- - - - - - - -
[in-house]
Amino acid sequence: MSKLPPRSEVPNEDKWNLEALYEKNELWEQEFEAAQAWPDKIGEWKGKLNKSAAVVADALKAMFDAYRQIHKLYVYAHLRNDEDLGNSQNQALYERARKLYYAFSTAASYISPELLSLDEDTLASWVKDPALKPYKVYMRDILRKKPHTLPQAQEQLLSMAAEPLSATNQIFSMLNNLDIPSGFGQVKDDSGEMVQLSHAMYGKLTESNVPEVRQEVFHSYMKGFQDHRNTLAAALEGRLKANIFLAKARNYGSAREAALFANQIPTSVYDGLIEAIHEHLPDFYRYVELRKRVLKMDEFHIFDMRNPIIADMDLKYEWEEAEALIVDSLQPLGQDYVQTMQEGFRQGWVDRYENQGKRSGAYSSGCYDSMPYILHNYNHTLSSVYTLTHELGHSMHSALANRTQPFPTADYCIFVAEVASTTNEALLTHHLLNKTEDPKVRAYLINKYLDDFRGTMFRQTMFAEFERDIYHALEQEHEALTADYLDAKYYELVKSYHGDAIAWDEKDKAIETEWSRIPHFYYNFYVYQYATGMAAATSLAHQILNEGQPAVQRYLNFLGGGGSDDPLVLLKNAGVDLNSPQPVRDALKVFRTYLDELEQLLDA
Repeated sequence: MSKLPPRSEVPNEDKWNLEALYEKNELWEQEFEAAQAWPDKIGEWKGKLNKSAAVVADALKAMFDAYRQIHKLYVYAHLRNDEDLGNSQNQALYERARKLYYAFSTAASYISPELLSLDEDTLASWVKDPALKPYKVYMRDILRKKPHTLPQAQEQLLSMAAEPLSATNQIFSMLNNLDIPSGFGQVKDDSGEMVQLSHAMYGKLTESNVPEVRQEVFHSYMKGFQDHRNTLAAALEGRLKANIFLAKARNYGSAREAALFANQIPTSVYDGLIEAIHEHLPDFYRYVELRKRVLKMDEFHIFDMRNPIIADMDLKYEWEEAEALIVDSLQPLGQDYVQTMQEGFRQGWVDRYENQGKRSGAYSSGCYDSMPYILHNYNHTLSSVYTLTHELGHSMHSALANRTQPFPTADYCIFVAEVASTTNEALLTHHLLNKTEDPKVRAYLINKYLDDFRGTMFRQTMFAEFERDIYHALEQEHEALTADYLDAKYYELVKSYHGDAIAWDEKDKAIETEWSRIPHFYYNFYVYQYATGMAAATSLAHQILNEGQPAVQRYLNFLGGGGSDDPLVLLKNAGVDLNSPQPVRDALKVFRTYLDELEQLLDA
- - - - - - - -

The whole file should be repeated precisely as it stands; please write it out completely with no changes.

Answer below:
[in-house]
Amino acid sequence: MSKLPPRSEVPNEDKWNLEALYEKNELWEQEFEAAQAWPDKIGEWKGKLNKSAAVVADALKAMFDAYRQIHKLYVYAHLRNDEDLGNSQNQALYERARKLYYAFSTAASYISPELLSLDEDTLASWVKDPALKPYKVYMRDILRKKPHTLPQAQEQLLSMAAEPLSATNQIFSMLNNLDIPSGFGQVKDDSGEMVQLSHAMYGKLTESNVPEVRQEVFHSYMKGFQDHRNTLAAALEGRLKANIFLAKARNYGSAREAALFANQIPTSVYDGLIEAIHEHLPDFYRYVELRKRVLKMDEFHIFDMRNPIIADMDLKYEWEEAEALIVDSLQPLGQDYVQTMQEGFRQGWVDRYENQGKRSGAYSSGCYDSMPYILHNYNHTLSSVYTLTHELGHSMHSALANRTQPFPTADYCIFVAEVASTTNEALLTHHLLNKTEDPKVRAYLINKYLDDFRGTMFRQTMFAEFERDIYHALEQEHEALTADYLDAKYYELVKSYHGDAIAWDEKDKAIETEWSRIPHFYYNFYVYQYATGMAAATSLAHQILNEGQPAVQRYLNFLGGGGSDDPLVLLKNAGVDLNSPQPVRDALKVFRTYLDELEQLLDA
Repeated sequence: MSKLPPRSEVPNEDKWNLEALYEKNELWEQEFEAAQAWPDKIGEWKGKLNKSAAVVADALKAMFDAYRQIHKLYVYAHLRNDEDLGNSQNQALYERARKLYYAFSTAASYISPELLSLDEDTLASWVKDPALKPYKVYMRDILRKKPHTLPQAQEQLLSMAAEPLSATNQIFSMLNNLDIPSGFGQVKDDSGEMVQLSHAMYGKLTESNVPEVRQEVFHSYMKGFQDHRNTLAAALEGRLKANIFLAKARNYGSAREAALFANQIPTSVYDGLIEAIHEHLPDFYRYVELRKRVLKMDEFHIFDMRNPIIADMDLKYEWEEAEALIVDSLQPLGQDYVQTMQEGFRQGWVDRYENQGKRSGAYSSGCYDSMPYILHNYNHTLSSVYTLTHELGHSMHSALANRTQPFPTADYCIFVAEVASTTNEALLTHHLLNKTEDPKVRAYLINKYLDDFRGTMFRQTMFAEFERDIYHALEQEHEALTADYLDAKYYELVKSYHGDAIAWDEKDKAIETEWSRIPHFYYNFYVYQYATGMAAATSLAHQILNEGQPAVQRYLNFLGGGGSDDPLVLLKNAGVDLNSPQPVRDALKVFRTYLDELEQLLDA